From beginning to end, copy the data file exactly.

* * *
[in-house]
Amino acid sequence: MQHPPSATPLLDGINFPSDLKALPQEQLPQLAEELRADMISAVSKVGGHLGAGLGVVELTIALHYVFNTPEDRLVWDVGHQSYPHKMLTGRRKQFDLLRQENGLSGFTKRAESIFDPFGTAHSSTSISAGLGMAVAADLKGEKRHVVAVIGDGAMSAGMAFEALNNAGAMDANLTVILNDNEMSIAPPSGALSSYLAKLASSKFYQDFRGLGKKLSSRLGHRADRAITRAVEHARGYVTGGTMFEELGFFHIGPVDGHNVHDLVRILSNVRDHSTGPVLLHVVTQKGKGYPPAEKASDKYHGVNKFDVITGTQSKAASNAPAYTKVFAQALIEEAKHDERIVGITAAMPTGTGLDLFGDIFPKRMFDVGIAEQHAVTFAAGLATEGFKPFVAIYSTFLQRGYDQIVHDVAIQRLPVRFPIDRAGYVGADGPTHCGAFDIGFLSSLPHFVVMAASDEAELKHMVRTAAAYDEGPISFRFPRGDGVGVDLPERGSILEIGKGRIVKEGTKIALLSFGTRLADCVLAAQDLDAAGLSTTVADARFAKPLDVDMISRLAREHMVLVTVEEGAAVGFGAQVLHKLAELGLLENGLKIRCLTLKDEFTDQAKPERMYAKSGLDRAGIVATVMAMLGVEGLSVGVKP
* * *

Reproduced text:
[in-house]
Amino acid sequence: MQHPPSATPLLDGINFPSDLKALPQEQLPQLAEELRADMISAVSKVGGHLGAGLGVVELTIALHYVFNTPEDRLVWDVGHQSYPHKMLTGRRKQFDLLRQENGLSGFTKRAESIFDPFGTAHSSTSISAGLGMAVAADLKGEKRHVVAVIGDGAMSAGMAFEALNNAGAMDANLTVILNDNEMSIAPPSGALSSYLAKLASSKFYQDFRGLGKKLSSRLGHRADRAITRAVEHARGYVTGGTMFEELGFFHIGPVDGHNVHDLVRILSNVRDHSTGPVLLHVVTQKGKGYPPAEKASDKYHGVNKFDVITGTQSKAASNAPAYTKVFAQALIEEAKHDERIVGITAAMPTGTGLDLFGDIFPKRMFDVGIAEQHAVTFAAGLATEGFKPFVAIYSTFLQRGYDQIVHDVAIQRLPVRFPIDRAGYVGADGPTHCGAFDIGFLSSLPHFVVMAASDEAELKHMVRTAAAYDEGPISFRFPRGDGVGVDLPERGSILEIGKGRIVKEGTKIALLSFGTRLADCVLAAQDLDAAGLSTTVADARFAKPLDVDMISRLAREHMVLVTVEEGAAVGFGAQVLHKLAELGLLENGLKIRCLTLKDEFTDQAKPERMYAKSGLDRAGIVATVMAMLGVEGLSVGVKP